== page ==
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Supreme Court Says States Can Now Collect Sales Tax From All Online Retailers

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WASHINGTON, June 21, 2018 – The United States Supreme Court on Thursday dealt a blow to the online retail industry by overturning a 26-year-old ruling, Quill v. North Dakota, which had prohibited states from forcing mail-order retailers to collect sales tax from customers in states where they lacked a physical presence.

The 5-4 ruling on Thursday, in South Dakota v. Wayfair, means customers of online retailers like Amazon will no longer be able to avoid paying their state’s sales tax, and those retailers – which are now some of the largest in the United States – will no longer enjoy an advantage over their brick-and-mortar competitors.

The case could put an end to years of non-stop growth by online-only retailers like Amazon, which many small business owners claim came at their own expense, costing Americans their jobs as the brick-and-mortar retail industry has contracted in the face of online competition.

The decision could provide a needed boost the state and local governments that have long complained that the inability to collect sales tax from online retailers has caused their sales tax revenue to plummet as consumers have increasingly stayed home for even the most basic shopping needs.

Trump weighs in

President Trump took to his Twitter account late Thursday to applaud the ruling.

“Big Supreme Court win on internet sales tax – about time! Big victory for fairness and for our country. Great victory for consumers and retailers,” he wrote.

Trump, who initially entered the public consciousness as a real estate developer, has often suggested that Amazon — the United States’ largest online retailer  — was gaining an unfair advantage over brick-and-mortar merchants from the rules under which online retailers operated until today.

“Unlike others, [Amazon] pay little or no taxes to state & local governments,” Trump wrote in a March 29 tweet attacking Amazon and The Washington Post, which is owned separately by Amazon founder Jeff Bezos.

During his campaign for the presidency, Trump often suggested that Bezos had purchased the Post in order to influence legislation to prevent Amazon from having to pay sales taxes.

Trump’s assertions regarding Amazon and state sales taxes have no connection to reality, as Amazon has paid sales taxes in states which require it for a number of years.

While the president suggested that the ruling would help small businesses, Steve DelBianco, president and CEO of the free-market advocacy group NetChoice, explained that Thursday’s court ruling would actually hurt the small business of which Trump has styled himself a champion.

“While a fraction of online commerce was free of sales tax before this ruling, the Supreme Court has now created an even greater imbalance by placing far greater burdens on Internet shopping compared to its “offline” counterparts,” said DelBianco, whose group has long opposed allowing states to require online retailers to pay sales tax absent a physical presence in a given state.

DelBianco explained that now that Supreme Court has “legislated from the bench,” small online merchants have their “already razor-thin profit margins” cut even further, while brick-and-mortar remain unaffected.

“When these businesses disappear, consumers will be the biggest losers,” he said.

Former Congressman Chris Cox, the group’s outside counsel and author of the Internet Tax Freedom Act, said the court’s decision will do the most harm to small online retailers and those with a single location, “because they can’t afford the overhead to comply with thousands of different tax rules across the country.”

Cox predicted that many small online retailers would be forced to close their doors or be bought out by online retail giants.

“The last hope for consumers and small online business owners is for Congress to take action.  It should be Congress, not the courts, that sets the rules for interstate sales tax collection,” he added.

Andrew Feinberg was the White House Correspondent and Managing Editor for Breakfast Media. He rejoined BroadbandBreakfast.com in late 2016 after working as a staff writer at The Hill and as a freelance writer. He worked at BroadbandBreakfast.com from its founding in 2008 to 2010, first as a Reporter and then as Deputy Editor. He also covered the White House for Russia's Sputnik News from the beginning of the Trump Administration until he was let go for refusing to use White House press briefings to promote conspiracy theories, and later documented the experience in a story which set off a chain of events leading to Sputnik being forced to register under the Foreign Agents Registration Act. Andrew's work has appeared in such publications as The Hill, Politico, Communications Daily, Washington Internet Daily, Washington Business Journal, The Sentinel Newspapers, FastCompany.TV, Mashable, and Silicon Angle.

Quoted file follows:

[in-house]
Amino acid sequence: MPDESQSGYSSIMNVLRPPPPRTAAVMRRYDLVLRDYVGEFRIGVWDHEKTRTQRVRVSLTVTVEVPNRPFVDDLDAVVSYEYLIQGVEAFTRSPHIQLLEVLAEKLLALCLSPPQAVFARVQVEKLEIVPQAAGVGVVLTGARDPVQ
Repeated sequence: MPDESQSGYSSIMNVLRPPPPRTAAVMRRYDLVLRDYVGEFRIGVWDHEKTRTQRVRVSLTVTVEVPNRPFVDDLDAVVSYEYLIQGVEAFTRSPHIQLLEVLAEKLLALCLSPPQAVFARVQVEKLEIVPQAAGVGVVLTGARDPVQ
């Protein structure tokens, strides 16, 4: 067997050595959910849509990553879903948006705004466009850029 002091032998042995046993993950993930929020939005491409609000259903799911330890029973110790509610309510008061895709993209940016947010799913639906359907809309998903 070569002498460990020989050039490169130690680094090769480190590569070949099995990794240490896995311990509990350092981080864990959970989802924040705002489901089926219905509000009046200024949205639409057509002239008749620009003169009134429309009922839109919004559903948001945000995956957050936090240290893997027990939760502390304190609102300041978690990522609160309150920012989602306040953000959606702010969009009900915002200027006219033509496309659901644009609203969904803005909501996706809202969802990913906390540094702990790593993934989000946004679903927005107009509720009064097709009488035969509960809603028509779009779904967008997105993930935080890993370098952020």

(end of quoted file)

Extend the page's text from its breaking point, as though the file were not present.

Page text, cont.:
Courts

Supreme Court’s EPA Decision Unlikely to Significantly Affect Federal Communications Commission

But landmark administrative law ruling could add more burden on agency in justifying decisions.

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Photo of Free State Foundation President Randy May courtesy the foundation

WASHINGTON, July 7, 2022 – The Federal Communications Commission is unlikely to be affected by a Supreme Court decision last week that limits the scope of decision-making by agencies on certain matters, but it could add to the commission’s task of proving that their decisions are in-line with the laws they administer, experts told Broadband Breakfast.

The June 30 high court ruling found, in West Virginia v. EPA, that the Environmental Protection Agency has limited regulatory authority, and that Congress alone has the power to decide on “major questions” of “vast economic or political significance.” The court effectively decided in favor of the so-called “major questions” doctrine, a conservative legal theory that seeks to maintain separation of powers by allocating “major questions” as the responsibility of Congress alone.

In turn, that theory contrasts with but does not explicitly overrule the still-valid doctrine known as Chevron deference. Chevron deference holds that where federal agencies are given legislative delegation by Congress, they are allowed reasonable interpretation of that authority.

Several experts are concerned, according to Protocol, that the ruling could affect the plans of tech regulators to implement laws under their jurisdiction. FCC Chairwoman Jessica Rosenworcel recently reaffirmed her support for net neutrality rules to prevent internet service providers from slowing or blocking web traffic, and supporters fear that the EPA decision could prevent further action at the FCC.

But experts Broadband Breakfast spoke to don’t exactly see it that way for the commission.

Chevron deference ‘increasingly in eclipse.’

“Ninety-eight percent of the decisions that the FCC makes – at least – are not going to be considered major question cases if they ever get to review,” Randolph May, founder and president of the Free State Foundation, said in an interview with Broadband Breakfast, adding that the doctrine of Chevron deference (after the 1984 Supreme Court decision Chevron v. Natural Resources Defense Council) is “increasingly in eclipse.”